That contract should not take place until you are sure of your purchase intent. I cannot say this enough!
Remember, you’re in control!
The salesperson will start with the usual questions, “What style vehicle interests you?” “What features you want?”
The big question, “What’s your budget?”.
You throw out a number and before you know it, they are putting papers in front of you with offers and numbers. Suddenly, you’re feeling overwhelmed and unsure of what it all means or if that’s the vehicle for you.
The salespersons number one goal is to make a sale. This is their livelihood after all. You must be prepared to defend your best interests and look out for you.
If there are too many numbers and options being displayed to you, it can become difficult to decipher the information and lose focus of what you want. Step back! Take a breather and do not be afraid to walk out the door.
This exciting moment should not be destroyed by the pressures of marketing strategies and sales tactics.
“This is a smokin’ deal you cannot walk away from.” “This deal expires today.”
Is it really that good of a deal?
You need to be ready to break down the cost. The MRSP (Manufacturers Recommended Sales Price) will be listed, but what does that price include?
Ask for a breakdown of what is included in the MRSP. This should be done before you start negotiating extras.
Before you sign anything
Check with your insurance company to verify the cost of insurance. If you sign a purchase agreement and find out from your insurance company that your insurance is way beyond your income abilities, you could find yourself drowning in debt.
Once you sign the purchase agreement the vehicle is now your responsibility. If you cannot afford the insurance, you probably won’t be able to afford to buy gas to drive it off the lot.
When you are happy with your intended purchase, don’t be afraid to ask for more.
What’s the worst thing they will say, “No!”
You had to deal with the pressures of the salesperson, though you knew what you wanted, now make them sweat a little. The dealership on the other side of town offered a set of winter tires and molded floor mats.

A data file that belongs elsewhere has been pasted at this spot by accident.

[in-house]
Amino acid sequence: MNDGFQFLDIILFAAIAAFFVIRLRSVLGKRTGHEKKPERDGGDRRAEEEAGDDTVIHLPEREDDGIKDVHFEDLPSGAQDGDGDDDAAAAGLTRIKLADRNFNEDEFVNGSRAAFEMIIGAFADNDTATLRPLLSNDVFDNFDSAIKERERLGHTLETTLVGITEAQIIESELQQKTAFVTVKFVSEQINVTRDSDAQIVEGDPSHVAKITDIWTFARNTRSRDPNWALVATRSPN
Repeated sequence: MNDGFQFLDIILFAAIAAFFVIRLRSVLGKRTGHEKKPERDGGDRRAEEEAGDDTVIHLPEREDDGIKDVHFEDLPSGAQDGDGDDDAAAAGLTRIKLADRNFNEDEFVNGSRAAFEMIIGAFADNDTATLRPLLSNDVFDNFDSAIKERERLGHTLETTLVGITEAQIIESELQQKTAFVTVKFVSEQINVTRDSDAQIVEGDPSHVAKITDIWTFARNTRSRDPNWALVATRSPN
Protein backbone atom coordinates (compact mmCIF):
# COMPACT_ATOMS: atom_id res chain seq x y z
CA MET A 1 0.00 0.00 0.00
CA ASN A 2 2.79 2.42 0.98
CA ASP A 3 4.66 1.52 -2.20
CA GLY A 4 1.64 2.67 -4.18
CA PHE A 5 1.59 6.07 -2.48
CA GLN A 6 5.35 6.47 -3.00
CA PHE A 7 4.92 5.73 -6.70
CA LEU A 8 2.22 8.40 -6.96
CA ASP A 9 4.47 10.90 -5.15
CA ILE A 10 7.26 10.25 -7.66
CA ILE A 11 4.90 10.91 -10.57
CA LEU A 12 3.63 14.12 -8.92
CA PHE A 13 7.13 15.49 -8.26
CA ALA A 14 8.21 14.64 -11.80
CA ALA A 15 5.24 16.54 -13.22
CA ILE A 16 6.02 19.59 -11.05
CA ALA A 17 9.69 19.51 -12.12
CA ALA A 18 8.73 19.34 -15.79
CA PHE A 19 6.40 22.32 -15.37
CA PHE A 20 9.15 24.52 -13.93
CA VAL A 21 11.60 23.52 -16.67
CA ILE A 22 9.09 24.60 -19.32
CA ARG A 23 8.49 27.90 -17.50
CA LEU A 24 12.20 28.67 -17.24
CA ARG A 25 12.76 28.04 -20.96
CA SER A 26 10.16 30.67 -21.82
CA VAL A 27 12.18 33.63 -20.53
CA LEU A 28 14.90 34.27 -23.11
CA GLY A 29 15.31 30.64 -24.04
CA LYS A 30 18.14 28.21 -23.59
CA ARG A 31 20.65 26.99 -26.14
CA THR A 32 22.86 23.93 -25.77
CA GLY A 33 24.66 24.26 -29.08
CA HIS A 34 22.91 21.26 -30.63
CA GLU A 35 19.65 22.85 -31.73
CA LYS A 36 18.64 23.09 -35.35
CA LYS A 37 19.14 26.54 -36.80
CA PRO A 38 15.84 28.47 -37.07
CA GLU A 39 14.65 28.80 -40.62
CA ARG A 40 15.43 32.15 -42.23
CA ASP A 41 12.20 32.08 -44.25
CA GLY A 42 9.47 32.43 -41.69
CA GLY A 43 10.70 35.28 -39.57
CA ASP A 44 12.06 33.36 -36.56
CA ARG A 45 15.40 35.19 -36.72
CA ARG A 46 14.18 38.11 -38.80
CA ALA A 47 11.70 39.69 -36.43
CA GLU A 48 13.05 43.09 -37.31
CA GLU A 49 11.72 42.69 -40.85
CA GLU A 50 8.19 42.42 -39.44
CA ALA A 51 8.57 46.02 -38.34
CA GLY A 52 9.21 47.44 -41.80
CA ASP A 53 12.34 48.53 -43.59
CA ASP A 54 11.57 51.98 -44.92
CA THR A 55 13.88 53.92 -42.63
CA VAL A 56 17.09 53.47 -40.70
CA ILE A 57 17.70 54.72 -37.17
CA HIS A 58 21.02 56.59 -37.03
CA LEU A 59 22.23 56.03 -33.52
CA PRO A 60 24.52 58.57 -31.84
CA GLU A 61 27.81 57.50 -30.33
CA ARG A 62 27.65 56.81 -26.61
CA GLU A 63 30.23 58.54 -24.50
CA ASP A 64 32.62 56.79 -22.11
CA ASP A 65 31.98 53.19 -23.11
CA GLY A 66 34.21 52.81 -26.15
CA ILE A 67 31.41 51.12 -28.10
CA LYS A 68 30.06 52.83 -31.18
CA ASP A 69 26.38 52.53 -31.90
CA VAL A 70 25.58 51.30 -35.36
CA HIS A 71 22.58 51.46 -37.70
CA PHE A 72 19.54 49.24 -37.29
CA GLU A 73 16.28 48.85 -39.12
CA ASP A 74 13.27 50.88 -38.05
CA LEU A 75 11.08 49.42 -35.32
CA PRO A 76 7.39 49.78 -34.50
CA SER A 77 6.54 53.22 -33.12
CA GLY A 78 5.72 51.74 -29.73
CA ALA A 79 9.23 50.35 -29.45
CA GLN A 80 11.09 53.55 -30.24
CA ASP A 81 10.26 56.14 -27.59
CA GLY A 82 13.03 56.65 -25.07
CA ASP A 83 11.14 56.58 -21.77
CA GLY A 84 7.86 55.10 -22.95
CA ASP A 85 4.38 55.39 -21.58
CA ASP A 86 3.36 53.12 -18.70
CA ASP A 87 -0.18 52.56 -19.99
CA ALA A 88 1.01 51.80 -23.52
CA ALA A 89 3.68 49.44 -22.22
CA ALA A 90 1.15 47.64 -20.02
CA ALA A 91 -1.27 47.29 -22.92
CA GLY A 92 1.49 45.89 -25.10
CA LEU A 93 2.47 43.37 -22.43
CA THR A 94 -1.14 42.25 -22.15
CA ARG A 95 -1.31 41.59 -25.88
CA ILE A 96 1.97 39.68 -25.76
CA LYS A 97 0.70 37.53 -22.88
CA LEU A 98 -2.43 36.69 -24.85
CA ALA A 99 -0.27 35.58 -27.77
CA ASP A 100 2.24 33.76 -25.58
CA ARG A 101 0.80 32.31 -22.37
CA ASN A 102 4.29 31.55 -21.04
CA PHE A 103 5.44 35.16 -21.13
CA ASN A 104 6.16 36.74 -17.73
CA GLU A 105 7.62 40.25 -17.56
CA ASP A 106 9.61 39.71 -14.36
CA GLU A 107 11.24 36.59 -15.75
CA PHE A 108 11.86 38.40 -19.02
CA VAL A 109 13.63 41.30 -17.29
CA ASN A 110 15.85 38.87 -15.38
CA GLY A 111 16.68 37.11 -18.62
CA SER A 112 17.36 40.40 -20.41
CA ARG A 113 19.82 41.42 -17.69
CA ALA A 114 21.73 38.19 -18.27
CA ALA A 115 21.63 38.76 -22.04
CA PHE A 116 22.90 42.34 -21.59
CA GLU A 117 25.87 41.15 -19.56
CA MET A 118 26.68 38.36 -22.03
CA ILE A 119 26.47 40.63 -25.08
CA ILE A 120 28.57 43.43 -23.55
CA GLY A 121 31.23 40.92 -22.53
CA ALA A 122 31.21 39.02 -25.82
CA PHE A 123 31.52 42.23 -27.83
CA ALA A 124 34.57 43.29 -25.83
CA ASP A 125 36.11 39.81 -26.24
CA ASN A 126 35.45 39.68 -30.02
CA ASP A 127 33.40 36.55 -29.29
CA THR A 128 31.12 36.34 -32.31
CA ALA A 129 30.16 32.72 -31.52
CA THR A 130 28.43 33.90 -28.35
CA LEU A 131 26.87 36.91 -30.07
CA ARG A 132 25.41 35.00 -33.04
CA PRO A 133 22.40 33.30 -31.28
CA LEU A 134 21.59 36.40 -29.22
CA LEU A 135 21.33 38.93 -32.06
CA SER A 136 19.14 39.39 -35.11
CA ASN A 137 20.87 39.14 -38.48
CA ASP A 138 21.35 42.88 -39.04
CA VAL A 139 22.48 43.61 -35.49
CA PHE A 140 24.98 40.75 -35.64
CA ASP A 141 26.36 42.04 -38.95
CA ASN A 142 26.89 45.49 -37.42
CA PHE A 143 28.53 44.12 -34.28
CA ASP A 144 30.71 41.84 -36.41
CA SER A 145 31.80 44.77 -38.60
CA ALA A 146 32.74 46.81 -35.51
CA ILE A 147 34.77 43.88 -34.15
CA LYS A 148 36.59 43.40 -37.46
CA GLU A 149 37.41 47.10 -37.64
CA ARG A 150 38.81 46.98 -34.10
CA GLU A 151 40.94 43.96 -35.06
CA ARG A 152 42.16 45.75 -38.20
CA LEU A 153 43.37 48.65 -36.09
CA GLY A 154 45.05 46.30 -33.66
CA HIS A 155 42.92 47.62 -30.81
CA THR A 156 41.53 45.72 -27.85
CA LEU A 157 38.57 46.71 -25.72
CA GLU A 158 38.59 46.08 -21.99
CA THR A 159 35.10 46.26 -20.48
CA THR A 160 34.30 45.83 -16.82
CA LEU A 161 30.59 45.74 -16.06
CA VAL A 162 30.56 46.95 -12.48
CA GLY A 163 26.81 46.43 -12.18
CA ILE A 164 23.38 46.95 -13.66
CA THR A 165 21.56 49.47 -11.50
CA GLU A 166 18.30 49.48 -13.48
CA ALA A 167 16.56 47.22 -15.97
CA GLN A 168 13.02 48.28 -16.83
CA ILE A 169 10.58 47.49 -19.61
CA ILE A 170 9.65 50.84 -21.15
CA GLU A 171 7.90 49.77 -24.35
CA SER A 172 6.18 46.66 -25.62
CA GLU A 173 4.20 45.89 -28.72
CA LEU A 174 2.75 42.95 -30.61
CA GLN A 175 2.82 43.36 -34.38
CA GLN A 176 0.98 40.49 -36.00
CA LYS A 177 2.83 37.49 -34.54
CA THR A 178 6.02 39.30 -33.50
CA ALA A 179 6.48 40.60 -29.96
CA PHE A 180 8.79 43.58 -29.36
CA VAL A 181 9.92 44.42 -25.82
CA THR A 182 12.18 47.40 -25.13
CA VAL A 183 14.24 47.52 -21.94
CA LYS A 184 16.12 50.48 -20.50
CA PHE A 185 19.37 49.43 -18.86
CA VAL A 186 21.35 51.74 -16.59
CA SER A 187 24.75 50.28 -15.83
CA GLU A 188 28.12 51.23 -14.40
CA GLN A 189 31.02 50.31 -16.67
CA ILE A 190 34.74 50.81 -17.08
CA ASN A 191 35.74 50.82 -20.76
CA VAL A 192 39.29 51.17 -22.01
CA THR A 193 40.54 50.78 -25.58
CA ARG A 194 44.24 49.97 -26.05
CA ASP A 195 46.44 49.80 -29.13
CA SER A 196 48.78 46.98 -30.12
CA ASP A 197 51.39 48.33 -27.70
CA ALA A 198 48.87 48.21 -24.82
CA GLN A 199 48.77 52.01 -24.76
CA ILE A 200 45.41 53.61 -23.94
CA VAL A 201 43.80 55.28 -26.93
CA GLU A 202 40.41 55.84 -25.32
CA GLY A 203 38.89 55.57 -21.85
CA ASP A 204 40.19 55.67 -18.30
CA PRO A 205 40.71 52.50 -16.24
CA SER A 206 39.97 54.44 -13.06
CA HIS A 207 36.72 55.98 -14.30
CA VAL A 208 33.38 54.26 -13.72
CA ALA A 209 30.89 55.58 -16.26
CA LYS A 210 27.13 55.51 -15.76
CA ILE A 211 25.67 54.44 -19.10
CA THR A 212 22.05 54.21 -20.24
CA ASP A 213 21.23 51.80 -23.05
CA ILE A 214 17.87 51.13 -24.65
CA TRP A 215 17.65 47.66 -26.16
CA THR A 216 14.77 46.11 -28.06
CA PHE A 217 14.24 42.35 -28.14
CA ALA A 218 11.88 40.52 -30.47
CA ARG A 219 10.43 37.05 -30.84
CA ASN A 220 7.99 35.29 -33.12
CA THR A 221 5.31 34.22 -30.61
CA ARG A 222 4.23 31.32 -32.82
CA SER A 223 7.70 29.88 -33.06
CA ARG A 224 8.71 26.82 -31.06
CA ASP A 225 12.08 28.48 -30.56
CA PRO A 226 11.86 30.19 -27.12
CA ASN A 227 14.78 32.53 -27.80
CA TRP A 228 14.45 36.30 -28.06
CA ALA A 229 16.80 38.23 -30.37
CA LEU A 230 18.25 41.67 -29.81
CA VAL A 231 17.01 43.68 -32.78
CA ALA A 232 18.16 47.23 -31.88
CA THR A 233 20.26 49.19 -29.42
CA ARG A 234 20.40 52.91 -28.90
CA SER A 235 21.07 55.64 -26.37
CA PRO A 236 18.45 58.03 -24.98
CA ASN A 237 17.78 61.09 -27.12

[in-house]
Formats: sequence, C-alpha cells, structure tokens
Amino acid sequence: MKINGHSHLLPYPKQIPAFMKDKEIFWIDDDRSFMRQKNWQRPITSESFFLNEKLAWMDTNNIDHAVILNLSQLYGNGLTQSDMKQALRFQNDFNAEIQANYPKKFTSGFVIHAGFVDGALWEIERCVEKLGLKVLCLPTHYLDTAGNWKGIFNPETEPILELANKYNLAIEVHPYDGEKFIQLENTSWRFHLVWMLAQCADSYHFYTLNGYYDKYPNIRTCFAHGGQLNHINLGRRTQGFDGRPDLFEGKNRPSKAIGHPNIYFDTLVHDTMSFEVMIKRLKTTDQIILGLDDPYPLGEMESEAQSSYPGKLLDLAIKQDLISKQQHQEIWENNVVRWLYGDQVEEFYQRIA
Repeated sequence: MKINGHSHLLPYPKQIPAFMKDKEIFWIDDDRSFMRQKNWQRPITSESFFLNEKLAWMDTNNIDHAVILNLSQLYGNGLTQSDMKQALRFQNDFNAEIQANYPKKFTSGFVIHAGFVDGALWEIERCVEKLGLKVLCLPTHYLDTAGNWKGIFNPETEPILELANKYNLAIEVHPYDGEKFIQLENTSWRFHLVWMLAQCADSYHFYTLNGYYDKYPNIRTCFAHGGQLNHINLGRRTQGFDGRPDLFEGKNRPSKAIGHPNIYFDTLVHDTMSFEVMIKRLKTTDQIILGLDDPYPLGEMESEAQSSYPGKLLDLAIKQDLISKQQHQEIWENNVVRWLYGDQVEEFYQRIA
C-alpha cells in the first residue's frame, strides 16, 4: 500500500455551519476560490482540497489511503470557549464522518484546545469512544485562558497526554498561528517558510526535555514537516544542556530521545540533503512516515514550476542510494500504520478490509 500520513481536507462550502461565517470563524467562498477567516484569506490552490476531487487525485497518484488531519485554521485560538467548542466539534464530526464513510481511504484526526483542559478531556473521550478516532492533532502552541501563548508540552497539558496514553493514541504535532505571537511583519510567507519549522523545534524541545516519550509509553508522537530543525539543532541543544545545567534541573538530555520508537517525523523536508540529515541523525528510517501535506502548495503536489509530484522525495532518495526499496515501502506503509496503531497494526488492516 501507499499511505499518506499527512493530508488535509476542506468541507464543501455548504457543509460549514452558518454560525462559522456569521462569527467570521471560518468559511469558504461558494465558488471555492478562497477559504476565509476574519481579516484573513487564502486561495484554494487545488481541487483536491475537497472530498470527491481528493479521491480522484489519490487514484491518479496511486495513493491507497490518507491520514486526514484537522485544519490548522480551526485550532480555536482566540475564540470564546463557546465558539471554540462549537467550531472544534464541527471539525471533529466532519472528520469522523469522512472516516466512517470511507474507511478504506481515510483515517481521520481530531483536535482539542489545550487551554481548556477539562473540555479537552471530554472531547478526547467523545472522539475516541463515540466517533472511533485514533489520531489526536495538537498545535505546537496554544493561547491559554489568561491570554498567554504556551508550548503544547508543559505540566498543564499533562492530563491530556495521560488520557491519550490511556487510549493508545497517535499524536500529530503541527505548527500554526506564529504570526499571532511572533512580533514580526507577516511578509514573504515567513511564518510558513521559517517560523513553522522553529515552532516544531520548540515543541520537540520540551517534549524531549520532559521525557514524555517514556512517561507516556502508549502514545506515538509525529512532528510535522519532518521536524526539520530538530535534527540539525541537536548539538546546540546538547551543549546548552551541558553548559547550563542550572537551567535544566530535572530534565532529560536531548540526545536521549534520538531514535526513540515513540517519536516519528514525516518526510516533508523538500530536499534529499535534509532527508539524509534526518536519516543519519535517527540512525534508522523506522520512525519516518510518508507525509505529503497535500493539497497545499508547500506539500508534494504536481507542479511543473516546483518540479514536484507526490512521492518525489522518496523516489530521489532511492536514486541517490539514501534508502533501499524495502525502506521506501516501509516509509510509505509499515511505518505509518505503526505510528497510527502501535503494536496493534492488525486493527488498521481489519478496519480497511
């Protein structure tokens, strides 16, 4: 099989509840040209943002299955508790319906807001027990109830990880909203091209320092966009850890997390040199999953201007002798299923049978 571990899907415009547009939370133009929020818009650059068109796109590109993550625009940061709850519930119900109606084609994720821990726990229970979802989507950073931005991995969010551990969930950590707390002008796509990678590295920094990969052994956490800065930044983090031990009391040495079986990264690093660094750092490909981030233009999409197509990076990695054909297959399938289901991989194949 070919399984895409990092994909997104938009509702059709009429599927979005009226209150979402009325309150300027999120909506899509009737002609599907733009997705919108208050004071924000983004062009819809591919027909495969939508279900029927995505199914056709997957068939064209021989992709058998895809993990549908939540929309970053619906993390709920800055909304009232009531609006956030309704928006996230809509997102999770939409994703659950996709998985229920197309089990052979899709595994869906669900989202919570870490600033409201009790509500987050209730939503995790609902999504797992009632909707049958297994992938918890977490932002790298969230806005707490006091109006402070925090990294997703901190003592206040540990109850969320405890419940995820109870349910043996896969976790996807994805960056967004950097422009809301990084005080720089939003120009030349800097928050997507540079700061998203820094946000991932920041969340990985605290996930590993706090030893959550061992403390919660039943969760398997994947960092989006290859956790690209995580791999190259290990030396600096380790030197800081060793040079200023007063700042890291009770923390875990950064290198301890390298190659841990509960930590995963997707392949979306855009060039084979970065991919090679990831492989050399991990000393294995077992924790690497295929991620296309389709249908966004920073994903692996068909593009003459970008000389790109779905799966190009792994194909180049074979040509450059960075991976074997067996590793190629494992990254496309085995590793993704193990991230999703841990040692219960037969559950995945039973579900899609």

Are they willing to match it? The salesperson wants a sale, and they are permitted some wiggle room to offer extras to help solidify a deal. Recall asking to see the breakdown of the MRSP, now you know if you’re really getting something for free.
The secret is the accessories that we buy after the fact are marked up significantly. A set of tires, bug deflector or molded floor mats are minor impacts to their profit range, but boosting sales rates are a huge deal.
Once the salesperson has confirmed your purchase intent, they will hand you over to the finance personnel. Just like the salesperson, their job is to make a sale.
They will make you offers of extended warranty, tire warranty, rust coverage and more. Once again you need to do your homework ahead of time to understand the benefits and fine details of the offers.
Take the time to weigh out the upfront cost of any repairs or replacements you may experience versus if you added it into your loan.
Do not forget, interest is added on to these items over the term of your loan. Keep on budget and do not max out your available funds.
Too many times ladies walk into a dealership and display themselves as prey.
Its time to change things up and put the pressure on the salespersons.
Boost your confidence so your purchase experience can be a stress-free happy moment.
Most importantly, settle for nothing less then what you wanted, but keep it on budget.